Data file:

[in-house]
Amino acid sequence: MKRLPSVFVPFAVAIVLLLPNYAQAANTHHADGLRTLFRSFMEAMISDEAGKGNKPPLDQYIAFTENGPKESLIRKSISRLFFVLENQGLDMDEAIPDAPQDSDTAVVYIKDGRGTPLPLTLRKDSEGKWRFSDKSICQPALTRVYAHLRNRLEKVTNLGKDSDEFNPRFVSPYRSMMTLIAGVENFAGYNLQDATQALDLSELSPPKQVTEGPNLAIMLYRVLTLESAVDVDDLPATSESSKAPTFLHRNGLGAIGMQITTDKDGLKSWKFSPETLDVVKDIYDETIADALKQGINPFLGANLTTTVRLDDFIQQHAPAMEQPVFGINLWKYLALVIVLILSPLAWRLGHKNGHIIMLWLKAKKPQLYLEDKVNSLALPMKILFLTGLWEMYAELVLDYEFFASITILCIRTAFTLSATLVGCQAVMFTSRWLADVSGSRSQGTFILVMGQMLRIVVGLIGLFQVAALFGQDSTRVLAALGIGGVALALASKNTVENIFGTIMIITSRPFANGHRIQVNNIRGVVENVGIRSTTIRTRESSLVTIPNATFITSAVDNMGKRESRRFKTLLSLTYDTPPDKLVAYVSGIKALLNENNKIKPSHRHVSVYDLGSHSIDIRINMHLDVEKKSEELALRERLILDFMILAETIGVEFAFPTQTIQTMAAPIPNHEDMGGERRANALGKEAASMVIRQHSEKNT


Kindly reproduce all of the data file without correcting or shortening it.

[in-house]
Amino acid sequence: MKRLPSVFVPFAVAIVLLLPNYAQAANTHHADGLRTLFRSFMEAMISDEAGKGNKPPLDQYIAFTENGPKESLIRKSISRLFFVLENQGLDMDEAIPDAPQDSDTAVVYIKDGRGTPLPLTLRKDSEGKWRFSDKSICQPALTRVYAHLRNRLEKVTNLGKDSDEFNPRFVSPYRSMMTLIAGVENFAGYNLQDATQALDLSELSPPKQVTEGPNLAIMLYRVLTLESAVDVDDLPATSESSKAPTFLHRNGLGAIGMQITTDKDGLKSWKFSPETLDVVKDIYDETIADALKQGINPFLGANLTTTVRLDDFIQQHAPAMEQPVFGINLWKYLALVIVLILSPLAWRLGHKNGHIIMLWLKAKKPQLYLEDKVNSLALPMKILFLTGLWEMYAELVLDYEFFASITILCIRTAFTLSATLVGCQAVMFTSRWLADVSGSRSQGTFILVMGQMLRIVVGLIGLFQVAALFGQDSTRVLAALGIGGVALALASKNTVENIFGTIMIITSRPFANGHRIQVNNIRGVVENVGIRSTTIRTRESSLVTIPNATFITSAVDNMGKRESRRFKTLLSLTYDTPPDKLVAYVSGIKALLNENNKIKPSHRHVSVYDLGSHSIDIRINMHLDVEKKSEELALRERLILDFMILAETIGVEFAFPTQTIQTMAAPIPNHEDMGGERRANALGKEAASMVIRQHSEKNT